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A Lady Cyclist's Guide to Kashgar
Synopses & Reviews
It is 1923. Evangeline (Eva) English and her sister Lizzie are missionaries heading for the ancient Silk Road city of Kashgar. Though Lizzie is on fire with her religious calling, Eva's motives are not quite as noble, but with her green bicycle and a commission from a publisher to write A Lady Cyclist's Guide to Kashgar, she is ready for adventure.
In present day London, a young woman, Frieda, returns from a long trip abroad to find a man sleeping outside her front door. She gives him a blanket and a pillow, and in the morning finds the bedding neatly folded and an exquisite drawing of a bird with a long feathery tail, some delicate Arabic writing, and a boat made out of a flock of seagulls on her wall. Tayeb, in flight from his Yemeni homeland, befriends Frieda and, when she learns she has inherited the contents of an apartment belonging to a dead woman she has never heard of, they embark on an unexpected journey together.
A Lady Cyclist's Guide to Kashgar explores the fault lines that appear when traditions from different parts of an increasingly globalized world crash into one other. Beautifully written, and peopled by a cast of unforgettable characters, the novel interweaves the stories of Frieda and Eva, gradually revealing the links between them and the ways in which they each challenge and negotiate the restrictions of their societies as they make their hard-won way toward home. A Lady Cyclist's Guide to Kashgar marks the debut of a wonderfully talented new writer.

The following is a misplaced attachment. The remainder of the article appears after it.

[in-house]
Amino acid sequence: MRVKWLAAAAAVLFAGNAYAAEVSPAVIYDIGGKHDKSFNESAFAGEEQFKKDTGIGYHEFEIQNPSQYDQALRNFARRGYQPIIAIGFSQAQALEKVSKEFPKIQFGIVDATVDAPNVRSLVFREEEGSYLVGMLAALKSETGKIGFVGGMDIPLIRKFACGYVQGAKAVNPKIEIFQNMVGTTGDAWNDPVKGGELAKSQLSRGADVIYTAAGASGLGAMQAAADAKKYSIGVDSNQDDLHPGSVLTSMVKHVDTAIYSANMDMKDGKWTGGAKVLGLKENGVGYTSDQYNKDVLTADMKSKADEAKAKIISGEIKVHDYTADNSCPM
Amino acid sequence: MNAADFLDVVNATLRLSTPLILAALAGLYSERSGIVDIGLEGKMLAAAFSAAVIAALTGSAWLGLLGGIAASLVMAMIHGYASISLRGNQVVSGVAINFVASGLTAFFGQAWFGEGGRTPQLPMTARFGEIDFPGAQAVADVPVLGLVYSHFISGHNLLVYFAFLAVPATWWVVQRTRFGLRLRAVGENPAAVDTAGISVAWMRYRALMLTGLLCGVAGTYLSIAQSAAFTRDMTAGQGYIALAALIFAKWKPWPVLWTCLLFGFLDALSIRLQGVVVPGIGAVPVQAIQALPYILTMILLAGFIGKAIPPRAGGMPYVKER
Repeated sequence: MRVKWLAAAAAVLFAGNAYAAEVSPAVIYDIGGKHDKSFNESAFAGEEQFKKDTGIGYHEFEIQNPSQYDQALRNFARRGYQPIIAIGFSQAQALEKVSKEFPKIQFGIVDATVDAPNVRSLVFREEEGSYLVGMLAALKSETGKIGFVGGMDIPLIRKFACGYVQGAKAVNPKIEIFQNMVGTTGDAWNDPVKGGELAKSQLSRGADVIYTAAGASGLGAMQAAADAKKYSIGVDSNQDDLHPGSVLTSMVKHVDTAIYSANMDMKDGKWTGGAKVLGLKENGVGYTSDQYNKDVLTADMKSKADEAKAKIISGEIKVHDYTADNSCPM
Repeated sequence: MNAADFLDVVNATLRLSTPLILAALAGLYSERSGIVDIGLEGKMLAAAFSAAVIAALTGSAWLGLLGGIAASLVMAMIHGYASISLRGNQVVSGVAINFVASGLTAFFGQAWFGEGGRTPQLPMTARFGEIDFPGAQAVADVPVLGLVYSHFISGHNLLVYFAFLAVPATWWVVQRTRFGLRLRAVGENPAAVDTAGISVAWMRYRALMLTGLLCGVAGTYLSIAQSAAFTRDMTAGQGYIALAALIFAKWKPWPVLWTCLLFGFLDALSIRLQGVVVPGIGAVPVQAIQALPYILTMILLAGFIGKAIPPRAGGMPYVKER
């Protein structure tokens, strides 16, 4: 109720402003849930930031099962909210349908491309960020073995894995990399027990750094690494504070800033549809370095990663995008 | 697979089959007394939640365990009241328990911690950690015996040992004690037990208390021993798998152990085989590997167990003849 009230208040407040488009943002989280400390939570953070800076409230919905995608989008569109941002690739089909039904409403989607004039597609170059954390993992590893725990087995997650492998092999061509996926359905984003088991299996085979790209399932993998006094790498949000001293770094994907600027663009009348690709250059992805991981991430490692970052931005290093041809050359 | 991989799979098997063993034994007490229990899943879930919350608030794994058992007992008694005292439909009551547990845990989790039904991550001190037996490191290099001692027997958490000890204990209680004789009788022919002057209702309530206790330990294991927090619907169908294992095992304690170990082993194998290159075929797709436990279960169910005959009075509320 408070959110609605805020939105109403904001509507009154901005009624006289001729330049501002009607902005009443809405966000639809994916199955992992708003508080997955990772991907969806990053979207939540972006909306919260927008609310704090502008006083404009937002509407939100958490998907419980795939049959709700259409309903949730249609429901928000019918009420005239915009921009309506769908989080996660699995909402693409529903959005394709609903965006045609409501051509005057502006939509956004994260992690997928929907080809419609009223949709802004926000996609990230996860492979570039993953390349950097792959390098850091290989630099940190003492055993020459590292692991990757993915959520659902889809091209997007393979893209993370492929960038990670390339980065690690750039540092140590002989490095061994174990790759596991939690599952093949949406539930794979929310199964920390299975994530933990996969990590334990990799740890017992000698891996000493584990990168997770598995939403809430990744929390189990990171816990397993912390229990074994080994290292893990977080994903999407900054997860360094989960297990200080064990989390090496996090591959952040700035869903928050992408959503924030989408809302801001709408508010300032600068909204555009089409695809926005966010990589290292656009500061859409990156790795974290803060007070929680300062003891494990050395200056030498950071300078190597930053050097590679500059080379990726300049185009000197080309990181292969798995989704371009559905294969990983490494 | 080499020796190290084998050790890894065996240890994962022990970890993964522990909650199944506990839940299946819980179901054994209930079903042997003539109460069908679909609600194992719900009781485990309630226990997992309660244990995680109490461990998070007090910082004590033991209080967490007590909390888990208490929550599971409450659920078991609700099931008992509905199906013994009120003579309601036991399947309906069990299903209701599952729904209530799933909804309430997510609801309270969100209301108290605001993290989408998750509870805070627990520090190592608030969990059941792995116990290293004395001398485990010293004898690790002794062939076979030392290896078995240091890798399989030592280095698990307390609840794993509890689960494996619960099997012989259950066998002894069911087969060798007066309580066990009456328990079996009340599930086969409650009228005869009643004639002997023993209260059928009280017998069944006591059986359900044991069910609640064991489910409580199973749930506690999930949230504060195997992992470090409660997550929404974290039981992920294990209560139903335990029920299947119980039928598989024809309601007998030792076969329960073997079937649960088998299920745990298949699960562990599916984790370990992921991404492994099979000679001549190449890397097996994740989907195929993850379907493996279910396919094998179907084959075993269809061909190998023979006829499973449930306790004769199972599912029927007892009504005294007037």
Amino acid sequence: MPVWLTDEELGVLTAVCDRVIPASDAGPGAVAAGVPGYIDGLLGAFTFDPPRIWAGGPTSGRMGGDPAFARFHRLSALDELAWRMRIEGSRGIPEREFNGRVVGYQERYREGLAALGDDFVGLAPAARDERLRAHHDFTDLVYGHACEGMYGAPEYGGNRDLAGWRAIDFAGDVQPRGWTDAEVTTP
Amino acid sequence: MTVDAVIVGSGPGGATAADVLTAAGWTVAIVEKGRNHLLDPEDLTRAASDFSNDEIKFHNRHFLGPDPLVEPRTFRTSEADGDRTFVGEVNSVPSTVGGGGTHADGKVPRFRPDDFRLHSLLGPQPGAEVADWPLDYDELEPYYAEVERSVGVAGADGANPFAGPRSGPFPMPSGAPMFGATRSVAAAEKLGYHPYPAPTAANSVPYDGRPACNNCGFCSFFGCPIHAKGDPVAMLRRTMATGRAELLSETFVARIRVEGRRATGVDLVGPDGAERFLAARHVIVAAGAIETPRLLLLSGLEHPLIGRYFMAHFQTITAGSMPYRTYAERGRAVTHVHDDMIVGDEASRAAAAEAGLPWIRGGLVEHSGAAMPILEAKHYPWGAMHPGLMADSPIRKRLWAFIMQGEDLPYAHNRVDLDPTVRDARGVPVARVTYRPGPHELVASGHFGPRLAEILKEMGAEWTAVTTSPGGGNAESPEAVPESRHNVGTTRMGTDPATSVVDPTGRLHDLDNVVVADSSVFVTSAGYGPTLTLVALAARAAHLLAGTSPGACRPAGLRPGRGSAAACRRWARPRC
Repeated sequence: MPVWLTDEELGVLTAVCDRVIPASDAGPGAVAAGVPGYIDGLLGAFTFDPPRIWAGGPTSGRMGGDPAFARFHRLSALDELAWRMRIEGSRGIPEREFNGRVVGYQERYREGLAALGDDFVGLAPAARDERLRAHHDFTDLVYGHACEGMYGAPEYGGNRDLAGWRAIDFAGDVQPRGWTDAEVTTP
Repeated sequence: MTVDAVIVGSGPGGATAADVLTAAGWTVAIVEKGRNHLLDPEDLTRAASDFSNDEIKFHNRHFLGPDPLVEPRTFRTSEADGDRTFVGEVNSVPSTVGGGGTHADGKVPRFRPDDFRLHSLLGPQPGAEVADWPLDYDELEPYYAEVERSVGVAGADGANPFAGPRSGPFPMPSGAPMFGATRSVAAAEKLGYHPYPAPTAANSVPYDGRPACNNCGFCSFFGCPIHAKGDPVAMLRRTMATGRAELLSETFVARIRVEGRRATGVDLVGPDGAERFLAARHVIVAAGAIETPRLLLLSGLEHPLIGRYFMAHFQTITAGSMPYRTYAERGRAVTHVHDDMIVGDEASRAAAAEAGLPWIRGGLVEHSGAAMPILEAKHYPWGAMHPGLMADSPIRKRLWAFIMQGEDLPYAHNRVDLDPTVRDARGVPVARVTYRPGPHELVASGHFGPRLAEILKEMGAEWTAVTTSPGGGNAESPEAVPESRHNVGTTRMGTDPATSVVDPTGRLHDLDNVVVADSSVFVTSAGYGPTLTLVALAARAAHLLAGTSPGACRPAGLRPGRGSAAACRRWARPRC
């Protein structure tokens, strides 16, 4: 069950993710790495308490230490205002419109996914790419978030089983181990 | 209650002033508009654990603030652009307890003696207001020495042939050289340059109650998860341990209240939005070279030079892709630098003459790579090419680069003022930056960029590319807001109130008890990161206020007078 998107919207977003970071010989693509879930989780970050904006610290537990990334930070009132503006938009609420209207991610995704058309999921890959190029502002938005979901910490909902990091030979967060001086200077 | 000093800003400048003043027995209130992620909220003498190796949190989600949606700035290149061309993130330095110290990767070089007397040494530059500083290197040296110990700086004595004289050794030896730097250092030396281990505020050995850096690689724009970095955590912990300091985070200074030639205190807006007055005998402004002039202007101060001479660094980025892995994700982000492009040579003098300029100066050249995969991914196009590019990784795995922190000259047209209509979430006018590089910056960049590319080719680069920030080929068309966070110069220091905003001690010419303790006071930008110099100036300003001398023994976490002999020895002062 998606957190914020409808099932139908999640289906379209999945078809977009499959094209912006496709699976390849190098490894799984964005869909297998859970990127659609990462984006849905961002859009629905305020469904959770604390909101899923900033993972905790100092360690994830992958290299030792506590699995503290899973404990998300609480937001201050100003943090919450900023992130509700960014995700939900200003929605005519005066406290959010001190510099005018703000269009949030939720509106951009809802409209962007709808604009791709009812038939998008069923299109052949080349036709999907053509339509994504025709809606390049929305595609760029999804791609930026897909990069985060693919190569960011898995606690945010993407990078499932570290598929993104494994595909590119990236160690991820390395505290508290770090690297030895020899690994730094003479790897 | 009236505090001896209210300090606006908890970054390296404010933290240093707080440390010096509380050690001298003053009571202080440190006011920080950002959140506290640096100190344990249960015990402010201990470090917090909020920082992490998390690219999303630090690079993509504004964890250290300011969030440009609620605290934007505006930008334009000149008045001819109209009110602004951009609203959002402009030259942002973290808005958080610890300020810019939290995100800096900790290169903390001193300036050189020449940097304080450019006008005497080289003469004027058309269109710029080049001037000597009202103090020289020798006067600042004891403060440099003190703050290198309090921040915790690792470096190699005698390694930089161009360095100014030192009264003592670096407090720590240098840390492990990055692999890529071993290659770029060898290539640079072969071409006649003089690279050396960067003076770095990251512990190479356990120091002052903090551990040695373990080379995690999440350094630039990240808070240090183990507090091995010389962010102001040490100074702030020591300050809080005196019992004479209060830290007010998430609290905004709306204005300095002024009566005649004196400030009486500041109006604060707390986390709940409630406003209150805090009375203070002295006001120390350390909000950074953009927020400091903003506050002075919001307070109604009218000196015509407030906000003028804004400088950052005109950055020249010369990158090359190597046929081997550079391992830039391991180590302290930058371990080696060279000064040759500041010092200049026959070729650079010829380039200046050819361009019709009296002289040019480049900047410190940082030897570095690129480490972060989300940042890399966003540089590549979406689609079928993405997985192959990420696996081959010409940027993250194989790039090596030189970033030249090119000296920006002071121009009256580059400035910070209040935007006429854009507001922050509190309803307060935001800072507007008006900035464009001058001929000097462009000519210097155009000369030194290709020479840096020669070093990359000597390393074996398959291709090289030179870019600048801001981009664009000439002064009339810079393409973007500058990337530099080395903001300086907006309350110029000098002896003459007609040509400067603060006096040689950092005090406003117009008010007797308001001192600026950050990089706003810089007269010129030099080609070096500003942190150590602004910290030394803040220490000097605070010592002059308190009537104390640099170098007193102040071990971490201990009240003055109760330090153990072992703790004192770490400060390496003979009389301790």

Like Major Pettigrew's Last Stand or The Guernsey Literary and Potato Peel Pie Society, a wondrous, richly conceived, irresistible debut novel that sweeps the listener away to a different world.
About the Author
Suzanne Joinson works in the literature department of the British Council and regularly travels widely across the Middle East, North Africa, China, and Europe. In 2007, she won the New Writing Ventures Award for Creative Non-Fiction for "Laila Ahmed." Suzanne is working toward her Ph.D. in creative writing at Goldsmiths, University of London, and lives by the sea on the South Coast of England. Susan Duerden, an Audie Award-winning audiobook narrator, has won multiple AudioFile Earphones Awards for her work. Among her recordings are An Affair Before Christmas by Eloisa James, The Crystal Skull by Manda Scott, and Lady Vernon and Her Daughter by Jane Rubino and Caitlen Rubino-Bradway. Susan's career spans film, television, voice-over, and animation. She has played critically acclaimed, award-winning theatrical roles internationally, including in London's West End, and Off Broadway. Recent work includes a recurring role on ABC's Lost, The Unit for CBS, and the feature films Double Duty, Lovewrecked, and Flushed Away for DreamWorks.
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